The songbird was found after scientists watched nearly 800,000 birds over the last 15 years.
Researchers at the Carnegie Museum of Natural History's Powdermill Nature Reserve have made a 'once-in-a-lifetime' discovery—a half-male, half female songbird. The songbird is so rare that it is the fifth such bird ever to be discovered out of 800,000 odd birds in the reserve with male features on one side and female features on the other side of its body. The discovery is especially great news for scientists at the facility because they managed to do so after fifteen years, CNN reports.
"Everyone here, I mean the whole crew, was just so excited," said Annie Lindsay, the bird banding program manager at the reserve, in an interview with the outlet. "There was this scientific interest, of course. But also happiness for seeing something that was so rare." These birds are typically distinguished by their color and the one researchers found was identified as a Rose-breasted Grosbeak. While males of this species have pink "wing pits," females have yellow-brown ones. The most recent discovery at the Powdermill Nature Reserve was a bit different, as it had both yellow-brown and pink wing pits, which scientists pointed out as being a genetic variation called gynandromorphism.
The name of the mutation in itself is derived from three Greek words, "Gyne", "Andro", and "Morph", which stand for Female, Male, and Variety respectively. Currently, scientists have little information on how the condition impacts the songbird's life because it is an extremely rare genetic variation and there's very little evidence to go off of. The condition leaves the songbird in a precarious position, Lindsay explains, as finding a suitable partner becomes a task especially. She said: "There probably aren't any advantages to it. It will definitely impact its ability to mate. We don't know if that female side has a functional ovary. If it does, and it is able to attract a male mate, it could reproduce."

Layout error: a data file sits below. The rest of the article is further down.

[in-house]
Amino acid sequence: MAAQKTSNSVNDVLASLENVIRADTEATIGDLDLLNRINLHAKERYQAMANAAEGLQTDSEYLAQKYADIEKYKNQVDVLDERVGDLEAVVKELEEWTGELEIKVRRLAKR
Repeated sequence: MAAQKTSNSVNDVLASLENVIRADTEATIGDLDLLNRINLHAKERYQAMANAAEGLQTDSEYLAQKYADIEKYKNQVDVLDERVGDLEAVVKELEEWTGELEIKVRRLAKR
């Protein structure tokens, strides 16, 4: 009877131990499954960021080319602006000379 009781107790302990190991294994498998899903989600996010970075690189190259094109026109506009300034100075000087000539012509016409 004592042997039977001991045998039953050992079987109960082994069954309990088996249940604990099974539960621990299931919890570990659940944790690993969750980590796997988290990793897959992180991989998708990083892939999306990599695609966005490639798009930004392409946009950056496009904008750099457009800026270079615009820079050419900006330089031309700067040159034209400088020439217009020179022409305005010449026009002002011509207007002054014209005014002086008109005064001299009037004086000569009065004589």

Researchers also have question marks relating to the species' breeding habits as it was not found during the breeding season and the songbird did not display any mating behavioral cues that bird tends to show during this season. When asked if they can breed, Lindsay told LiveScience that it's possible, in theory, and added: "In female songbirds, the left ovary is the functional ovary, and because this bird's left side is the female side, it may be able to produce viable eggs. However, the bird would also need to behave as a female to attract a male mate, and that isn't something we are able to observe during normal banding operations." The team found the bird when they were conducting normal bird banding operations wherein birds already caught are marked a miniature aluminum leg band with a nine-digit ID code before being released to the wild again. What the scientists are sure of is that the bird was at least a year old and that it has managed to survive adulthood in spite of its unique condition.
Although songbirds with the condition are rare, it is not as uncommon. The same can be seen in other animals as well including species of spiders, chickens, and also crustaceans. Gynandromorphism occurs naturally when an unfertilized egg with two nuclei fuses with sperm and produces an embryo with both male and female cells.